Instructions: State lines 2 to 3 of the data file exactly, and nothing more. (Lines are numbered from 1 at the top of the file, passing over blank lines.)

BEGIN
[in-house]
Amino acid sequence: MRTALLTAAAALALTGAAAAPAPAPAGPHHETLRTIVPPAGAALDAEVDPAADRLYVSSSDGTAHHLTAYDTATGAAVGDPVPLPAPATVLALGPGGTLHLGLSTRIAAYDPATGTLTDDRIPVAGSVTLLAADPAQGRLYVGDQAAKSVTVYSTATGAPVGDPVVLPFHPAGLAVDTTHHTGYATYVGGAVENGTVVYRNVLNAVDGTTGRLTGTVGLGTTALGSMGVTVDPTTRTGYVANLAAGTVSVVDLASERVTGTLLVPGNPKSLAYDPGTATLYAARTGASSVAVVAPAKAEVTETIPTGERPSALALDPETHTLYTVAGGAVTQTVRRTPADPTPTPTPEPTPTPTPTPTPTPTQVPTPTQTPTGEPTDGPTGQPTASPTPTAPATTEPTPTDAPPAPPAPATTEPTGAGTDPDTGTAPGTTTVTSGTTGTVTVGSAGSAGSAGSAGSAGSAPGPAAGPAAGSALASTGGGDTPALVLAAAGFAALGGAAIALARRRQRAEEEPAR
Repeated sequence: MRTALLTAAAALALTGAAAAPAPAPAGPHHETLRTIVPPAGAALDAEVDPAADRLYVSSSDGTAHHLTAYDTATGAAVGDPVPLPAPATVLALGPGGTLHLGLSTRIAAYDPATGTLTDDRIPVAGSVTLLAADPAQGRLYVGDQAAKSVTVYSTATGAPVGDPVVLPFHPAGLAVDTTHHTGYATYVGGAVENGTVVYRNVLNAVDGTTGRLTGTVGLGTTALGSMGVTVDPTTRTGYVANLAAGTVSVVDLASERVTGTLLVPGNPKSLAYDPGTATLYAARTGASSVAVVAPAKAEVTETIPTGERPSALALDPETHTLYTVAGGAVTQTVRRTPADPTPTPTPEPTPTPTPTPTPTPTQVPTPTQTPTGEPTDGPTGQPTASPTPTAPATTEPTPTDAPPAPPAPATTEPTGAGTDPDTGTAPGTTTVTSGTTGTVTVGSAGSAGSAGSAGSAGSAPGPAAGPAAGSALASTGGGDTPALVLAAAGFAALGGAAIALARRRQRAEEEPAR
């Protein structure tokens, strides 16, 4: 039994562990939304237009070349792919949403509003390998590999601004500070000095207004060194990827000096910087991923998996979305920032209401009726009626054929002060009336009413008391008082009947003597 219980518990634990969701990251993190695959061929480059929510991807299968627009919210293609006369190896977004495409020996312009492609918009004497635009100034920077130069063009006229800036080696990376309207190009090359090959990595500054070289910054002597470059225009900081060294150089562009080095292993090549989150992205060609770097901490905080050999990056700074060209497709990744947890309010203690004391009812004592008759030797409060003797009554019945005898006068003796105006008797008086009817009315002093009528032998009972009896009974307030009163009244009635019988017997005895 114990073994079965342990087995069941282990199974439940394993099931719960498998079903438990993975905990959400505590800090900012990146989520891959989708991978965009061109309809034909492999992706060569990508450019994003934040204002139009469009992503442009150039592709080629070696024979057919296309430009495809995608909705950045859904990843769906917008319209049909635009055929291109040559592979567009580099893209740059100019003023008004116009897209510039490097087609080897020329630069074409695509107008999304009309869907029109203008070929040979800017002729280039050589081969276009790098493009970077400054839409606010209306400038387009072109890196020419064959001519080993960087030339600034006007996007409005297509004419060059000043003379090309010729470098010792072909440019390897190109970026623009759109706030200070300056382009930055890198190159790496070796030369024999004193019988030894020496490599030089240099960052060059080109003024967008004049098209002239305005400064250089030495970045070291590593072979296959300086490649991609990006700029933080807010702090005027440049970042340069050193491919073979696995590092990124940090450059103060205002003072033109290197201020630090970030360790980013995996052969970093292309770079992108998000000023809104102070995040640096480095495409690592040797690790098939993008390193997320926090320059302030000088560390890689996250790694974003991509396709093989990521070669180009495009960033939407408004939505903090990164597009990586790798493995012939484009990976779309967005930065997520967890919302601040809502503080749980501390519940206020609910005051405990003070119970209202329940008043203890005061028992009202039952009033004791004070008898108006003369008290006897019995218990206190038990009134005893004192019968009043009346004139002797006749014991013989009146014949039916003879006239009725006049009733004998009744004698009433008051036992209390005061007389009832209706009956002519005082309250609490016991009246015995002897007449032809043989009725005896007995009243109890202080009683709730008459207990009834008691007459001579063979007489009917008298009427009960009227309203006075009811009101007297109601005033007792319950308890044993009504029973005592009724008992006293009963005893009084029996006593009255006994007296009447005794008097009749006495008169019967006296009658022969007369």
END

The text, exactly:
Amino acid sequence: MRTALLTAAAALALTGAAAAPAPAPAGPHHETLRTIVPPAGAALDAEVDPAADRLYVSSSDGTAHHLTAYDTATGAAVGDPVPLPAPATVLALGPGGTLHLGLSTRIAAYDPATGTLTDDRIPVAGSVTLLAADPAQGRLYVGDQAAKSVTVYSTATGAPVGDPVVLPFHPAGLAVDTTHHTGYATYVGGAVENGTVVYRNVLNAVDGTTGRLTGTVGLGTTALGSMGVTVDPTTRTGYVANLAAGTVSVVDLASERVTGTLLVPGNPKSLAYDPGTATLYAARTGASSVAVVAPAKAEVTETIPTGERPSALALDPETHTLYTVAGGAVTQTVRRTPADPTPTPTPEPTPTPTPTPTPTPTQVPTPTQTPTGEPTDGPTGQPTASPTPTAPATTEPTPTDAPPAPPAPATTEPTGAGTDPDTGTAPGTTTVTSGTTGTVTVGSAGSAGSAGSAGSAGSAPGPAAGPAAGSALASTGGGDTPALVLAAAGFAALGGAAIALARRRQRAEEEPAR
Repeated sequence: MRTALLTAAAALALTGAAAAPAPAPAGPHHETLRTIVPPAGAALDAEVDPAADRLYVSSSDGTAHHLTAYDTATGAAVGDPVPLPAPATVLALGPGGTLHLGLSTRIAAYDPATGTLTDDRIPVAGSVTLLAADPAQGRLYVGDQAAKSVTVYSTATGAPVGDPVVLPFHPAGLAVDTTHHTGYATYVGGAVENGTVVYRNVLNAVDGTTGRLTGTVGLGTTALGSMGVTVDPTTRTGYVANLAAGTVSVVDLASERVTGTLLVPGNPKSLAYDPGTATLYAARTGASSVAVVAPAKAEVTETIPTGERPSALALDPETHTLYTVAGGAVTQTVRRTPADPTPTPTPEPTPTPTPTPTPTPTQVPTPTQTPTGEPTDGPTGQPTASPTPTAPATTEPTPTDAPPAPPAPATTEPTGAGTDPDTGTAPGTTTVTSGTTGTVTVGSAGSAGSAGSAGSAGSAPGPAAGPAAGSALASTGGGDTPALVLAAAGFAALGGAAIALARRRQRAEEEPAR